Sunday, November 27, 2011

Newbie Rider

My first road bike:

I decided to get a road bike after I got my butt kicked in the cycling portion of a sprint triathlon and someone stole my mountain bike.  However, not knowing how to ride with fancy pedals and clips, the bike sat lonely in the basement for about a month until I had the chance meeting of a pro-cyclist who took pity upon me and agreed to teach me how to ride.

So it has been about 3 weeks and I can say with some confidence that I can ride reasonably well.  Some things I have learned from my esteemed biking team (Nigel and Lockie) include:

- Never plan your route, as it will change when you get to a dead end, find an unassumed road or a interesting looking trail that just may lead to exactly where you want to go
- If you haven't had to carry your bike across a stream, the beach or a farmer's field it probably isn't that good of a ride
- When you fall down, veer off the road or smash into a pile of burrs, laugh, get up and continue riding
- From a fashion perspective never wear a visor on your helmet, always wear your sunnies on the outside of you helmet straps and try and look as professional as possible.
- Bike in a straight line, don't look at your gears, and don't stray your glance at all the "shiny things"

I can't wait till spring to ride again. Thanks guys!

Sunday, November 20, 2011

Not bad for a first timer

Good time of year to ride. So why is it that I know the water is about 10 degrees in Lake Ontario?

My friend, Amanda, recently bought a road bike and wanted basic instruction on going from the trainer to the road. Enter: me (god help her).

I tried to get a few people out, but it ended up just being Amanda, Nigel and I. Her first day riding outdoors was a little on the breezy side (40km/h) but gave us a chance to do some easy spinning with the wind and cover a lot of ground. At this point you might think we ended up going too far, but nope. However we did take a different, unplanned, route back. This resulted in riding a few kilometres down a road that ended up being a dead end. Or was it??? There was a little trail off one side, which Nigel jokingly suggested we take. Amanda immediately said sure! Let's do it! At that point, can you imagine two intrepid males saying no, looks kinda sketchy? Hell no!

Two hours later:

It was actually great fun (route here) and I'm sure Amanda picked up some wicked bike handling skills. :) We made it back to the cars for dusk; in my books, that's not too bad!

A few days later, Amanda excitedly told her roadie friends about her first road ride. They were shocked and appalled. Gravel? Hiking paths? The horror! haha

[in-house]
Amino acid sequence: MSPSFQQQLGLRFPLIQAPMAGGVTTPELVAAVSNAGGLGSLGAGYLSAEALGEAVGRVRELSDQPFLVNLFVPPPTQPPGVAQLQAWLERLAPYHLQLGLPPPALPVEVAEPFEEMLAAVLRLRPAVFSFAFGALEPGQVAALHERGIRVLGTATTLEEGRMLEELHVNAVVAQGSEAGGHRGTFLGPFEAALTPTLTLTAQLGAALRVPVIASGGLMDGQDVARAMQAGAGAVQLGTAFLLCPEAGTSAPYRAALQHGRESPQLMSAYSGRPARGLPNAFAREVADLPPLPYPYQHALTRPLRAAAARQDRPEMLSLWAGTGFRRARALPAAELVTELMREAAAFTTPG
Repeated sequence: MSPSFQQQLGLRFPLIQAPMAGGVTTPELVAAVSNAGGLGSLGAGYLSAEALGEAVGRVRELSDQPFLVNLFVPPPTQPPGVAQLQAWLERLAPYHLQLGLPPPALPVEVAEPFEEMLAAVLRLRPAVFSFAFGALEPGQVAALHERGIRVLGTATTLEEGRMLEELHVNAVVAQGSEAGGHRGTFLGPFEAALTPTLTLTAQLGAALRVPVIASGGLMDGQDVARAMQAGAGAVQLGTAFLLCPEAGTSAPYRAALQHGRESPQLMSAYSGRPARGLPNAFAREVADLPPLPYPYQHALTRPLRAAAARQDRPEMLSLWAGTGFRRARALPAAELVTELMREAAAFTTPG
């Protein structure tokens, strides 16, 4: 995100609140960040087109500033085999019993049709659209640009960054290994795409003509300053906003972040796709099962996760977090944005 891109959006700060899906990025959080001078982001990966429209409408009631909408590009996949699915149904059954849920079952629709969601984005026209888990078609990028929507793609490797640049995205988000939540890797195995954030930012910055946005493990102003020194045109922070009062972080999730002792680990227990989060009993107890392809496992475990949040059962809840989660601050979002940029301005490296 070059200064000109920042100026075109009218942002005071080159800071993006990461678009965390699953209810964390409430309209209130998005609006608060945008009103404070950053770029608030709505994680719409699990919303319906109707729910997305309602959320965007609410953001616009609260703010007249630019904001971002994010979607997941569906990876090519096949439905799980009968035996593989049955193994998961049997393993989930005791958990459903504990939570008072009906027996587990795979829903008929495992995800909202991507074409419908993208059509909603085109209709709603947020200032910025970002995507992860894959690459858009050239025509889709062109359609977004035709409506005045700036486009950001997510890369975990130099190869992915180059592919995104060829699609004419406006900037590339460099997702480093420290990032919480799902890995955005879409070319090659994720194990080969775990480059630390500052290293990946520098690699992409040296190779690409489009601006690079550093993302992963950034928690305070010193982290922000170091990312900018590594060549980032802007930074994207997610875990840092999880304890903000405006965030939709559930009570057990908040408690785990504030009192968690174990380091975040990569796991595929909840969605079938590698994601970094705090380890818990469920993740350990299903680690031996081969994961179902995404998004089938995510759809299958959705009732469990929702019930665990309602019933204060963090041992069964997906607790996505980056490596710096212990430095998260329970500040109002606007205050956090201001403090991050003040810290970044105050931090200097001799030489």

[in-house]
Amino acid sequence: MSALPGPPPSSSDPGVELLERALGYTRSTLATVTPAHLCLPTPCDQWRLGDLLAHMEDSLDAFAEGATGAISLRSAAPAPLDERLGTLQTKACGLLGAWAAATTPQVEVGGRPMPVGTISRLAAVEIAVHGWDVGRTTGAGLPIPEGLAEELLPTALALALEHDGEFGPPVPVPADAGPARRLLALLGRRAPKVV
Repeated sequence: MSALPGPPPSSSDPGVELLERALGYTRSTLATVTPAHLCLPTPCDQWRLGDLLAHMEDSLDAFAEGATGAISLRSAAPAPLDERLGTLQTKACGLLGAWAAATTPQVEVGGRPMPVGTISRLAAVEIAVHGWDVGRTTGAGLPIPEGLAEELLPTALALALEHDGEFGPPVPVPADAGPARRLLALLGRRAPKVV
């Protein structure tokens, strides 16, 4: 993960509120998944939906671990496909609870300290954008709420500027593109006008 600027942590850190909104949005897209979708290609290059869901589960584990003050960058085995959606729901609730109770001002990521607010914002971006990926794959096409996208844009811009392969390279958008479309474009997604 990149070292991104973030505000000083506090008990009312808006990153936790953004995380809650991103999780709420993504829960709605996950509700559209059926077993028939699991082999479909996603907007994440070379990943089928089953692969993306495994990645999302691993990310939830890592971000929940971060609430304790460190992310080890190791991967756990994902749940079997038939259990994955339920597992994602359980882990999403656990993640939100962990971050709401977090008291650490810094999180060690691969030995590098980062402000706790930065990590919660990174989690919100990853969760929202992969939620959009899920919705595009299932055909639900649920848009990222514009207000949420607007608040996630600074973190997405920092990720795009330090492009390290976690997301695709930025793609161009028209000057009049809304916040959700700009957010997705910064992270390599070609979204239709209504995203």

Still, Amanda was happy to come riding again the following weekend. Nigel and I plotted a slightly more "run of the mill" ride. And it was. At least until half way. Since we were only an hour behind schedule, we figured on the return we would take the road less traveled.... Again, Amanda was partly at fault. But again, so fun! The result: we hiked about half a kilometre on the beach, crossed a small stream feeding into Lake Ontario (water was cold but not unbearable), more beach, rode through a bird sanctuary, out-voted Nigel on taking the actual road (sheesh!) and instead went back to hiking on the beach in order to meet up with the waterfront bike path.

I should point out that although Nigel sounds like the voice of prudence, in actual fact he was a large part of numerous diversions throughout both rides ("hey, google maps on my Blackberry shows a faint trail through this [impenetrable looking] forest!" and the like).

Amanda found out on this ride that an apple and 8 raisins doesn't quite replace 2,000 calories on a ride. She bonked so hard. Lesson learned, I reckon, and we got to make fun of her while she lacked any come-back power.

Thursday, November 10, 2011

Another toke of the big smoke

Start of October (yes, I'm a little behind) I moved back to Toronto. I'm staying with my buddy, Christian, who, in a funny things-coming-full-circle kind of way, was who I lived with when I first moved to Canada, ten or so years ago. Back then I spent 4 months on his couch in a one bedroom basement apartment, and since he tolerated me there, one can be optimistic that we can get along while I live in his several-bedroom house a little out of town.

Now that I've moved from the outdoor paradise that is Calgary, epics are nearly a thing of the past. I can't remember the last time I was unintentionally stuck outside, after dark. Miles from salvation. Potentially half-way up a cliff. Or other similiarly fun times.

Never the less, I try. Jesse and co were going to ride in the Don Valley, so I rode the 30km in to town on the mountain bike, rode with them for an hour or two, then, since no one was waiting for me any more, took the path less traveled to return... Where the road & bike path diverged from the Lake Ontario shoreline, I found a park which abutted the lake (Greyabbey Park, in case anyone is interested), lowered my bike down the cliff (I so wanted to ghost-ride it off, but decided I didn't want to risk walking 20km home, carrying a busted bike) and rode along the beach for a few kilometres.
I had no idea Toronto had such nice, secluded beaches
Eventually the bike path returns to the water's edge, and after giving the bike a quick dunk in the water (living by fresh water is occasionally a good thing!) to wash the sand out of the brakes, I was quite happy to get back on pavement - even with 3.5" tires and riding just out of the lapping waves where the sand was most packed, it had been pretty tough going!